Somewhere in the last six NFL seasons since he starred as an LSU wide receiver, Odell Beckham Jr. lost himself.
Whether it’s the enormous fame cultivated through his highlight reel catches on the field, his constant social media marketing or the pressure of living up to a self-created image, OBJ has convinced himself that he is bigger than any situation.
He believes rules don’t apply to him.
He thinks that his occasional acts of benevolence, such as supplying several high school football teams with new Nike shoes or giving his cleats to young fans as keepsakes exiting the field or buying Beats headphones for the entire 2019 LSU football team gives him a pass to act a fool.
Like in his 2019 season opener with the Cleveland Browns when played in a game wearing a $350,000 watch made by a Swedish watchmaker who happened to be a Beckham business partner. Wearing a watch in a game is an NFL rules safety violation.
“There’s always a method to the madness,” Beckham said why he ignored the rule.
If that’s Beckham’s credo, he might want to explain how he applied that Monday night in the aftermath of LSU’s 42-25 CFP national championship game victory over Clemson in the Mercedes-Benz Superdome.
That’s when OBJ turned into an ATM on the field in the postgame celebration. A cell phone video shows an ecstatic Beckham peeling off crispy real money and stuffing it with gusto into the hands of LSU wide receiver Justin Jefferson and defensive back Jontre Kirklin.
It was acting so stunningly defiant that LSU officials at first thought it had to be fake money. They simply couldn’t believe Beckham could be so ignorant of NCAA rules prohibiting players being paid.
But once Tigers’ quarterback Joe Burrow said on a national radio show that Beckham was handing out cash to players including Burrow, athletic department officials went into red alert full damage mode.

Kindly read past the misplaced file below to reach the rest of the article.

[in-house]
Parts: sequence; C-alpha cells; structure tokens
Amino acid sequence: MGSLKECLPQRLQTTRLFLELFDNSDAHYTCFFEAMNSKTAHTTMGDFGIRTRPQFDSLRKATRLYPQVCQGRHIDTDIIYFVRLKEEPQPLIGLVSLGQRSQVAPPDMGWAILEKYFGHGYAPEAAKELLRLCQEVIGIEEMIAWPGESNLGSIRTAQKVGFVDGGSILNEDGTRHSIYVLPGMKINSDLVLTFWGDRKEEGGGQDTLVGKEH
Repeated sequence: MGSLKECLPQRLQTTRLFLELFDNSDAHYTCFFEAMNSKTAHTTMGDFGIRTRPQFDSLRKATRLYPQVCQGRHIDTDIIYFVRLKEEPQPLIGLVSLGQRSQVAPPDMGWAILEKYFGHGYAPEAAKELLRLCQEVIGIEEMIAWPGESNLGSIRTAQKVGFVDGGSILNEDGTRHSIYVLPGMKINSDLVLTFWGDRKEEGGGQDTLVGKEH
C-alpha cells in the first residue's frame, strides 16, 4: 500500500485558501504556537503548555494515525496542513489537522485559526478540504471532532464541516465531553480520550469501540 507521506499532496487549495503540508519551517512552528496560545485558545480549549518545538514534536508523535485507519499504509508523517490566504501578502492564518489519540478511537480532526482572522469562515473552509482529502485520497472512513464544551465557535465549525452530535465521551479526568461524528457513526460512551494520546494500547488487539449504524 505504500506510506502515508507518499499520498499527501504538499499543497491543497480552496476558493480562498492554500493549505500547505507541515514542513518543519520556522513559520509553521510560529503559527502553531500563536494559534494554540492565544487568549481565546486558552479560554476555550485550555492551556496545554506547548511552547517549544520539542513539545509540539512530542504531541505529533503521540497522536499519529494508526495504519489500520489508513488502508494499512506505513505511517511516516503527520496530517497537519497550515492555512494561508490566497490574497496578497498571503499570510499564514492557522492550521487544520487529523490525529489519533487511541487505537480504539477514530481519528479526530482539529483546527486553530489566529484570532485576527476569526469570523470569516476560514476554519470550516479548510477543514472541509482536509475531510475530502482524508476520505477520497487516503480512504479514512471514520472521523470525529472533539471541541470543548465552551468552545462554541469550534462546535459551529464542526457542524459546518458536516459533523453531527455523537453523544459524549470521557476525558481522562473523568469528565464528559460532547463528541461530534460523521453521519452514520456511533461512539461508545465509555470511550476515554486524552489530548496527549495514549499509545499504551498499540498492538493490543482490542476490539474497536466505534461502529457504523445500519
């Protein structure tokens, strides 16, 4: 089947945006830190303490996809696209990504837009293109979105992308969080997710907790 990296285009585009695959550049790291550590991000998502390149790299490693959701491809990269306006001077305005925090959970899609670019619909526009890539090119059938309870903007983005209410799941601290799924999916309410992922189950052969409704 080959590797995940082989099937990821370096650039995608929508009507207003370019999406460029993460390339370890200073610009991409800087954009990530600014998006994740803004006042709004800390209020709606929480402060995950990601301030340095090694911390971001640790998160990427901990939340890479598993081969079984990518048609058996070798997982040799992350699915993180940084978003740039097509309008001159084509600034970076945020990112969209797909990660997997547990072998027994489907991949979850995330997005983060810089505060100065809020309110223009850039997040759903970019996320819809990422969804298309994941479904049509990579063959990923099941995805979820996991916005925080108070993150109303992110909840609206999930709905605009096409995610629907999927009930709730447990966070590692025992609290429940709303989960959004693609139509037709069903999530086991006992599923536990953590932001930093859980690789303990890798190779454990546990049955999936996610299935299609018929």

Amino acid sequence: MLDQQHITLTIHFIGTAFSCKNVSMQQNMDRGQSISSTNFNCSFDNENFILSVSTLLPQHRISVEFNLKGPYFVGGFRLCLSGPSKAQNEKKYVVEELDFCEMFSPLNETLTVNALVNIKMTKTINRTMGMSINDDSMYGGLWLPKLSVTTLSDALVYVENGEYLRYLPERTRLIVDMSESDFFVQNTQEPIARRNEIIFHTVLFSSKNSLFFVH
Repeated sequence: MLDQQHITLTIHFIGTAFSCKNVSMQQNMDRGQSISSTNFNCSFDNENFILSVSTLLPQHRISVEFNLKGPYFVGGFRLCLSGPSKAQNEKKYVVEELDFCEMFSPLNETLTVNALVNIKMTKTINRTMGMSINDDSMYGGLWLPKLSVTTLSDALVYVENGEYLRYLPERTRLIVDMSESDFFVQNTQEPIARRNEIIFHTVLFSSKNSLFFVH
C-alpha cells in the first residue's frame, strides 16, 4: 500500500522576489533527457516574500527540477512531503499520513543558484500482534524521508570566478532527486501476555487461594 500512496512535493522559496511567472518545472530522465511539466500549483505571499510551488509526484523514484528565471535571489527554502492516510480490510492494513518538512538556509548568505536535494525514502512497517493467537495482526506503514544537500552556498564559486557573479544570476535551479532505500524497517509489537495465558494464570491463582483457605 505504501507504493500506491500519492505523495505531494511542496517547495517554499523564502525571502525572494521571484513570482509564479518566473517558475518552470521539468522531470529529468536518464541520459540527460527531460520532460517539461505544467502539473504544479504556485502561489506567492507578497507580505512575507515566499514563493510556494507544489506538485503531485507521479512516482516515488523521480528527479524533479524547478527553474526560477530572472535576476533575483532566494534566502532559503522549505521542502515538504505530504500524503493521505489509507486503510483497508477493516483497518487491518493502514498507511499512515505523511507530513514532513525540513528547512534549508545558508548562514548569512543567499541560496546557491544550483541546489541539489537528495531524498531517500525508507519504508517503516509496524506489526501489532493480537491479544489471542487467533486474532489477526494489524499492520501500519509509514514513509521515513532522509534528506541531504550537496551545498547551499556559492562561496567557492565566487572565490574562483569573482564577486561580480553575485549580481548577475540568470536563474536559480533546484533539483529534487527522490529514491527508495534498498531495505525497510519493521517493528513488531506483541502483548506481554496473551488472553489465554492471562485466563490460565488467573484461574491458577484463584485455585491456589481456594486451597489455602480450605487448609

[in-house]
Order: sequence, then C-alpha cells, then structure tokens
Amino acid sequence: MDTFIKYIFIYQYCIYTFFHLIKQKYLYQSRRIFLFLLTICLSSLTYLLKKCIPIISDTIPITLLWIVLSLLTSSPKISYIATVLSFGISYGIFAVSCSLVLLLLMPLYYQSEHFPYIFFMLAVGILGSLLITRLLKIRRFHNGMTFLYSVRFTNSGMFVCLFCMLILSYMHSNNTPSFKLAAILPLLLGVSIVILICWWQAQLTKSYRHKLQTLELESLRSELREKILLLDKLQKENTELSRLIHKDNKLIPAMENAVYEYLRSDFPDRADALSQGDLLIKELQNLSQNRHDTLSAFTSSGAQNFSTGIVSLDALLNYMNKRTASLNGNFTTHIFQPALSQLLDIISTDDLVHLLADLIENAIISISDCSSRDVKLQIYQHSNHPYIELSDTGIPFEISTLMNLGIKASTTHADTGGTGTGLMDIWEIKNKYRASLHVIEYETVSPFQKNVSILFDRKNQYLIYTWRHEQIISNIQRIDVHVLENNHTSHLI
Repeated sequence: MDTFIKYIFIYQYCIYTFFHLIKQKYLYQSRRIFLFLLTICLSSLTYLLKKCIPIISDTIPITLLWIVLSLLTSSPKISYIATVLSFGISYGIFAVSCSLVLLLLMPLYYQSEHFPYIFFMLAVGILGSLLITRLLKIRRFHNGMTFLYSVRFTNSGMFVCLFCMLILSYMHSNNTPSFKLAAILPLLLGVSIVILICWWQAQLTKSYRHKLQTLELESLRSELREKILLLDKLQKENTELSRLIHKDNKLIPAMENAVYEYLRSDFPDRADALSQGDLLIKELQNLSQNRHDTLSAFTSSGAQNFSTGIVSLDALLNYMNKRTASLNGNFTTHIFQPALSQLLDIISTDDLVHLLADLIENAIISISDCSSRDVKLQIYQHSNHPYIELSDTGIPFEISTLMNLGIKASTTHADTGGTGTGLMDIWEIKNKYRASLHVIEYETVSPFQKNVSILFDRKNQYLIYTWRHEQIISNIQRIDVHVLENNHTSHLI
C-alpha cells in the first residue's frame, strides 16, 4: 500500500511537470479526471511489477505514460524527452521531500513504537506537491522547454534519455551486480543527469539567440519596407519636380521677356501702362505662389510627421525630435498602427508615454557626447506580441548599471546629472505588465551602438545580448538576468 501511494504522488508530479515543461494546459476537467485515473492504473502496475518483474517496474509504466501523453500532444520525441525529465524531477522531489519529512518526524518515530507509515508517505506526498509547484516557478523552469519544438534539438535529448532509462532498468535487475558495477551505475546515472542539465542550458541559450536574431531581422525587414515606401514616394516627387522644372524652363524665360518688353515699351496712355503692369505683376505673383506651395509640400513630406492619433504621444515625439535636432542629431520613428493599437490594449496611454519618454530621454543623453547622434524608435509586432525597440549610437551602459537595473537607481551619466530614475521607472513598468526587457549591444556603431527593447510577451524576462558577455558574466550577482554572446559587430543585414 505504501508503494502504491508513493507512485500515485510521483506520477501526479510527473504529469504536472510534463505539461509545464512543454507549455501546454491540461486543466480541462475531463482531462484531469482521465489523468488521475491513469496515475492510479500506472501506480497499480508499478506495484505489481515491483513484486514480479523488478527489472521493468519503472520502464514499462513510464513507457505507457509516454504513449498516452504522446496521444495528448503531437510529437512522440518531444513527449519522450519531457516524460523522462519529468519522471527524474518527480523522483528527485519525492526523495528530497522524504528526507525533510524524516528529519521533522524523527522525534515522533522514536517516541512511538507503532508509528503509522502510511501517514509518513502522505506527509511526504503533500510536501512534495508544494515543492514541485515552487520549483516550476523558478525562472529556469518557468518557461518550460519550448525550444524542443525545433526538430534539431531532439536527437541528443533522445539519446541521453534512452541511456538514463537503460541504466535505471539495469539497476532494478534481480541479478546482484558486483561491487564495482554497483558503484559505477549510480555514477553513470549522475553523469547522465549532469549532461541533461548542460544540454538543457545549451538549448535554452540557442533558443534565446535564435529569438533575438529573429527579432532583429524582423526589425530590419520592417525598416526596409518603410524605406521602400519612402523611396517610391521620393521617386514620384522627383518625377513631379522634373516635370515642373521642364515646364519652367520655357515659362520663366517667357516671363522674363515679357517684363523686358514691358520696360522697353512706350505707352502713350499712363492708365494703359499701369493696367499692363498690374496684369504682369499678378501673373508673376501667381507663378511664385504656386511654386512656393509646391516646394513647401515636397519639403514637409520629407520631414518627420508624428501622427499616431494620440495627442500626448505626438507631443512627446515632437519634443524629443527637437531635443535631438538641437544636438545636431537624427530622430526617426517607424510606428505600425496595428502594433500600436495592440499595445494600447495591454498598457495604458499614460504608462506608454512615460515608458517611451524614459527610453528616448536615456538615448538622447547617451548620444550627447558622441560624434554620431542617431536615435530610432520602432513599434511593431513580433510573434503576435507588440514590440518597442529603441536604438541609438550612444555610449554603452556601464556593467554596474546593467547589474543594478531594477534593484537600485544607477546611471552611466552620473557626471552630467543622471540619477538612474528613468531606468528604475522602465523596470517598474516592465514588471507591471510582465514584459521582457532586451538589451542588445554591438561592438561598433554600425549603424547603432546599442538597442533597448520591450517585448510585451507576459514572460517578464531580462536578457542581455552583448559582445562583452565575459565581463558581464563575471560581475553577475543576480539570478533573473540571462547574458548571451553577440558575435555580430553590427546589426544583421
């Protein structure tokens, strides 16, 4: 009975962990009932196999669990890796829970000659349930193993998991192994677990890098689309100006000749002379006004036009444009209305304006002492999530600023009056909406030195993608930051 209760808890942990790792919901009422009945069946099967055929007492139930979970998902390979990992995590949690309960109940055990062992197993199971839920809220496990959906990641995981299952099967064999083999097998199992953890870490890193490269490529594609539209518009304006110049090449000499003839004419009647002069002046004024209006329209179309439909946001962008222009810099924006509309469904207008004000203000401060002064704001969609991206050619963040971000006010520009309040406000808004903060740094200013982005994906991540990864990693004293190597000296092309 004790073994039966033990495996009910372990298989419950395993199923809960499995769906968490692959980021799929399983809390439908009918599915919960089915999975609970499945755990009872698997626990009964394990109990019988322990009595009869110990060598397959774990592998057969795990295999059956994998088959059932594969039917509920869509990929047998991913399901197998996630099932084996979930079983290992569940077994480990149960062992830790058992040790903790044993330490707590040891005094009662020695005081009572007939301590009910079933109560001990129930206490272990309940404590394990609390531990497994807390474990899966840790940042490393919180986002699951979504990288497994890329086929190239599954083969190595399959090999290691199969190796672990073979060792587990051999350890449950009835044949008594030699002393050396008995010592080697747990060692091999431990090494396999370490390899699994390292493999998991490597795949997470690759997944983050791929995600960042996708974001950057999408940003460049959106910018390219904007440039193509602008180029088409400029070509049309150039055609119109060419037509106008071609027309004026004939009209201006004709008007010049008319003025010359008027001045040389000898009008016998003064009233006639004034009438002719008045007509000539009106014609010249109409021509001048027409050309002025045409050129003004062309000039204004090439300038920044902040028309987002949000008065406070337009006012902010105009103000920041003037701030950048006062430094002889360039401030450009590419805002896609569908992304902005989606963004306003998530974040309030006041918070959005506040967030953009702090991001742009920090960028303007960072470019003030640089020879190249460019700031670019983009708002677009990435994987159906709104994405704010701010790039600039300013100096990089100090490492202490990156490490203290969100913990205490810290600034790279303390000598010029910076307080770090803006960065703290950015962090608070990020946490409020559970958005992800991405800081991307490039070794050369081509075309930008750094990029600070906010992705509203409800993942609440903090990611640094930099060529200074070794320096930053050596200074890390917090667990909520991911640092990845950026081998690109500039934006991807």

LSU immediately contacted the NCAA and SEC about the blatant rules violation, which again stirred the point of view that players should be allowed to take the money just like head coaches such as LSU’s Ed Orgeron banked $1.8 million in postseason bonuses.
But Beckham’s level of stupidity didn’t stop there.
New Orleans police obtained an arrest warrant accusing Beckham of simple battery after he was seen on video slapping a Mercedes-Benz Superdome male policeman on his rear end in the LSU locker room.
LSU players were smoking victory cigars in a building with a no-smoking policy. The 48-year-old Dome cop, instead of using a smidgen of common sense and realizing victory cigars are standard parts of most NFL, NBA and major college national championship celebrations, told players in a loud, stern tone they were subject to arrest.
Which is when Beckham did what guys do in locker rooms when they are emotional. They give each other a healthy “c’mon!” whack on the butt.
Acceptable most of the time in a locker room. But certainly not at that moment.
The cop said in his statement to police that he almost arrested Beckham on the spot but decided against it “due to the jovial atmosphere of the locker room.”
Finally, another policeman approached and told the players they could keep smoking, including Burrow who puffed on his all the way to the interview room.
And then there’s Beckham also seen on video screaming “Y’all did this” to the LSU team while Orgeron is giving his heartfelt postgame speech to wrap up the Tigers’ 15-0 season.
So in retrospect, have all these Beckham postgame shenanigans been overblown?
Yes and no.
Yes, because LSU’s quick cooperation with the NCAA and SEC in the matter should help the school avoid some, if any, sanctions.
The simple arrest charge may go away if Beckham is sincere with a public apology.
And while he’s at it, he needs to do the same for Orgeron.
That’s the “no” part of this.
On the greatest night in the lives of Orgeron and all those players, Beckham’s uncontrollable desire to be the life of the party cast a bad public light on the entire LSU football program.
Because he has had a track record of becoming a bigger and bigger diva each passing year of his pro career, Beckham is getting mostly roasted by an LSU fan base that once he had his back.
They believe the way he acted Monday night is exactly who he is, and it’s hard to argue against that.
Beckham has made some of the most impossible stretching catches the game of football has ever seen. Now, must make his biggest reach.
At age 27, he has to grow up and be the person everyone in the LSU football program thought he could be when he left for the NFL.